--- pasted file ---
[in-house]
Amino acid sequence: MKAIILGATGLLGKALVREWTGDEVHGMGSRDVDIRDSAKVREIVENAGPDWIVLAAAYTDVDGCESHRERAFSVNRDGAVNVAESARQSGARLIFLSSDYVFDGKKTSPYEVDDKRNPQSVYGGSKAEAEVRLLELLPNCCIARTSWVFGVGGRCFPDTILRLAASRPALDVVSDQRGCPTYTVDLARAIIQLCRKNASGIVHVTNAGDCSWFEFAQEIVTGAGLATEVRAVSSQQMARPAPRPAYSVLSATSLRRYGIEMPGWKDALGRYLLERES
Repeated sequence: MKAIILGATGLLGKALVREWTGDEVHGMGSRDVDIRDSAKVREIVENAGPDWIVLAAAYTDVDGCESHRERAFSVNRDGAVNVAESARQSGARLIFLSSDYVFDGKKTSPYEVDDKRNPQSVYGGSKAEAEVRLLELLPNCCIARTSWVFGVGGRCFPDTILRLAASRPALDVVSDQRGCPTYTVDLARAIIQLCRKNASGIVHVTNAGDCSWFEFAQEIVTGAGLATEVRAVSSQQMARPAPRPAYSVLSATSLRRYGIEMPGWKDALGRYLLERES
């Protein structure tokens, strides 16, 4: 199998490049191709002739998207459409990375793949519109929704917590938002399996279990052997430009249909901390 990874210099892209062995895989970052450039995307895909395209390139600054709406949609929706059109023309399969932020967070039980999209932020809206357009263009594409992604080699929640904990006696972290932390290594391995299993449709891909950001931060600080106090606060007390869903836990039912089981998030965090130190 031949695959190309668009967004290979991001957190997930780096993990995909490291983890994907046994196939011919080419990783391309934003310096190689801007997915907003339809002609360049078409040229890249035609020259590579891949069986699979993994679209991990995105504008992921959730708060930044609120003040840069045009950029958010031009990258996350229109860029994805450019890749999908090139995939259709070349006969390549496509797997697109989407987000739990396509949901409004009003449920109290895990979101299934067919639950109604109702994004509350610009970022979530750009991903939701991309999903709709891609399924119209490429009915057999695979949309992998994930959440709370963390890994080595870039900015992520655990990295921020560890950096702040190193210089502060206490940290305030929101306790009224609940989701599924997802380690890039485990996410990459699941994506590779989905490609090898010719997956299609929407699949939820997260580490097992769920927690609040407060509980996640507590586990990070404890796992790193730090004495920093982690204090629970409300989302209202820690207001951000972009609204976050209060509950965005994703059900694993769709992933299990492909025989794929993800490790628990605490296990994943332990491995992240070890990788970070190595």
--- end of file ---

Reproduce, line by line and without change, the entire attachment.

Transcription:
[in-house]
Amino acid sequence: MKAIILGATGLLGKALVREWTGDEVHGMGSRDVDIRDSAKVREIVENAGPDWIVLAAAYTDVDGCESHRERAFSVNRDGAVNVAESARQSGARLIFLSSDYVFDGKKTSPYEVDDKRNPQSVYGGSKAEAEVRLLELLPNCCIARTSWVFGVGGRCFPDTILRLAASRPALDVVSDQRGCPTYTVDLARAIIQLCRKNASGIVHVTNAGDCSWFEFAQEIVTGAGLATEVRAVSSQQMARPAPRPAYSVLSATSLRRYGIEMPGWKDALGRYLLERES
Repeated sequence: MKAIILGATGLLGKALVREWTGDEVHGMGSRDVDIRDSAKVREIVENAGPDWIVLAAAYTDVDGCESHRERAFSVNRDGAVNVAESARQSGARLIFLSSDYVFDGKKTSPYEVDDKRNPQSVYGGSKAEAEVRLLELLPNCCIARTSWVFGVGGRCFPDTILRLAASRPALDVVSDQRGCPTYTVDLARAIIQLCRKNASGIVHVTNAGDCSWFEFAQEIVTGAGLATEVRAVSSQQMARPAPRPAYSVLSATSLRRYGIEMPGWKDALGRYLLERES
């Protein structure tokens, strides 16, 4: 199998490049191709002739998207459409990375793949519109929704917590938002399996279990052997430009249909901390 990874210099892209062995895989970052450039995307895909395209390139600054709406949609929706059109023309399969932020967070039980999209932020809206357009263009594409992604080699929640904990006696972290932390290594391995299993449709891909950001931060600080106090606060007390869903836990039912089981998030965090130190 031949695959190309668009967004290979991001957190997930780096993990995909490291983890994907046994196939011919080419990783391309934003310096190689801007997915907003339809002609360049078409040229890249035609020259590579891949069986699979993994679209991990995105504008992921959730708060930044609120003040840069045009950029958010031009990258996350229109860029994805450019890749999908090139995939259709070349006969390549496509797997697109989407987000739990396509949901409004009003449920109290895990979101299934067919639950109604109702994004509350610009970022979530750009991903939701991309999903709709891609399924119209490429009915057999695979949309992998994930959440709370963390890994080595870039900015992520655990990295921020560890950096702040190193210089502060206490940290305030929101306790009224609940989701599924997802380690890039485990996410990459699941994506590779989905490609090898010719997956299609929407699949939820997260580490097992769920927690609040407060509980996640507590586990990070404890796992790193730090004495920093982690204090629970409300989302209202820690207001951000972009609204976050209060509950965005994703059900694993769709992933299990492909025989794929993800490790628990605490296990994943332990491995992240070890990788970070190595």